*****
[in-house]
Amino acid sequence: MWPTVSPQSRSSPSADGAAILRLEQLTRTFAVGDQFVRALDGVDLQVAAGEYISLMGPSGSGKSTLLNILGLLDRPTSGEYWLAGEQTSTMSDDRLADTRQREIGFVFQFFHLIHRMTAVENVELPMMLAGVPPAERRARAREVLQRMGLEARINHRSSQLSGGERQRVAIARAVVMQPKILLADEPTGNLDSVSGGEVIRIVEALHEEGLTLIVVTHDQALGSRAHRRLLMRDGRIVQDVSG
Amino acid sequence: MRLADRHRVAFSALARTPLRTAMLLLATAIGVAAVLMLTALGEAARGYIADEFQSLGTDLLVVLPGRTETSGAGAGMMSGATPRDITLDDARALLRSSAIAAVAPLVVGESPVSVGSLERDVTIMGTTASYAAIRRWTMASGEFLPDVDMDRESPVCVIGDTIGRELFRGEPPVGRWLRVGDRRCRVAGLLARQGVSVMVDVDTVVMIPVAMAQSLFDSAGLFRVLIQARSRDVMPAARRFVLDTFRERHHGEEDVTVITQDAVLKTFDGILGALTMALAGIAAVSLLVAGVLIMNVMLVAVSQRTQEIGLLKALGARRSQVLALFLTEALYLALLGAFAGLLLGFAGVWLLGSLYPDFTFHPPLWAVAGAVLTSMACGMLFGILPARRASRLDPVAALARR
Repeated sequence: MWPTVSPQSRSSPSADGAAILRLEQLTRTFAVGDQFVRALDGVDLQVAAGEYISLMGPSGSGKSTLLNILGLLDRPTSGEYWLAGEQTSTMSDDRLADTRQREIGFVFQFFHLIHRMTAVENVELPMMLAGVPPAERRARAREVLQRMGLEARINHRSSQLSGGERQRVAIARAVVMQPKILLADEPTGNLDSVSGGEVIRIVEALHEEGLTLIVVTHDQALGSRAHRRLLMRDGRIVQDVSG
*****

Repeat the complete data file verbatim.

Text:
[in-house]
Amino acid sequence: MWPTVSPQSRSSPSADGAAILRLEQLTRTFAVGDQFVRALDGVDLQVAAGEYISLMGPSGSGKSTLLNILGLLDRPTSGEYWLAGEQTSTMSDDRLADTRQREIGFVFQFFHLIHRMTAVENVELPMMLAGVPPAERRARAREVLQRMGLEARINHRSSQLSGGERQRVAIARAVVMQPKILLADEPTGNLDSVSGGEVIRIVEALHEEGLTLIVVTHDQALGSRAHRRLLMRDGRIVQDVSG
Amino acid sequence: MRLADRHRVAFSALARTPLRTAMLLLATAIGVAAVLMLTALGEAARGYIADEFQSLGTDLLVVLPGRTETSGAGAGMMSGATPRDITLDDARALLRSSAIAAVAPLVVGESPVSVGSLERDVTIMGTTASYAAIRRWTMASGEFLPDVDMDRESPVCVIGDTIGRELFRGEPPVGRWLRVGDRRCRVAGLLARQGVSVMVDVDTVVMIPVAMAQSLFDSAGLFRVLIQARSRDVMPAARRFVLDTFRERHHGEEDVTVITQDAVLKTFDGILGALTMALAGIAAVSLLVAGVLIMNVMLVAVSQRTQEIGLLKALGARRSQVLALFLTEALYLALLGAFAGLLLGFAGVWLLGSLYPDFTFHPPLWAVAGAVLTSMACGMLFGILPARRASRLDPVAALARR
Repeated sequence: MWPTVSPQSRSSPSADGAAILRLEQLTRTFAVGDQFVRALDGVDLQVAAGEYISLMGPSGSGKSTLLNILGLLDRPTSGEYWLAGEQTSTMSDDRLADTRQREIGFVFQFFHLIHRMTAVENVELPMMLAGVPPAERRARAREVLQRMGLEARINHRSSQLSGGERQRVAIARAVVMQPKILLADEPTGNLDSVSGGEVIRIVEALHEEGLTLIVVTHDQALGSRAHRRLLMRDGRIVQDVSG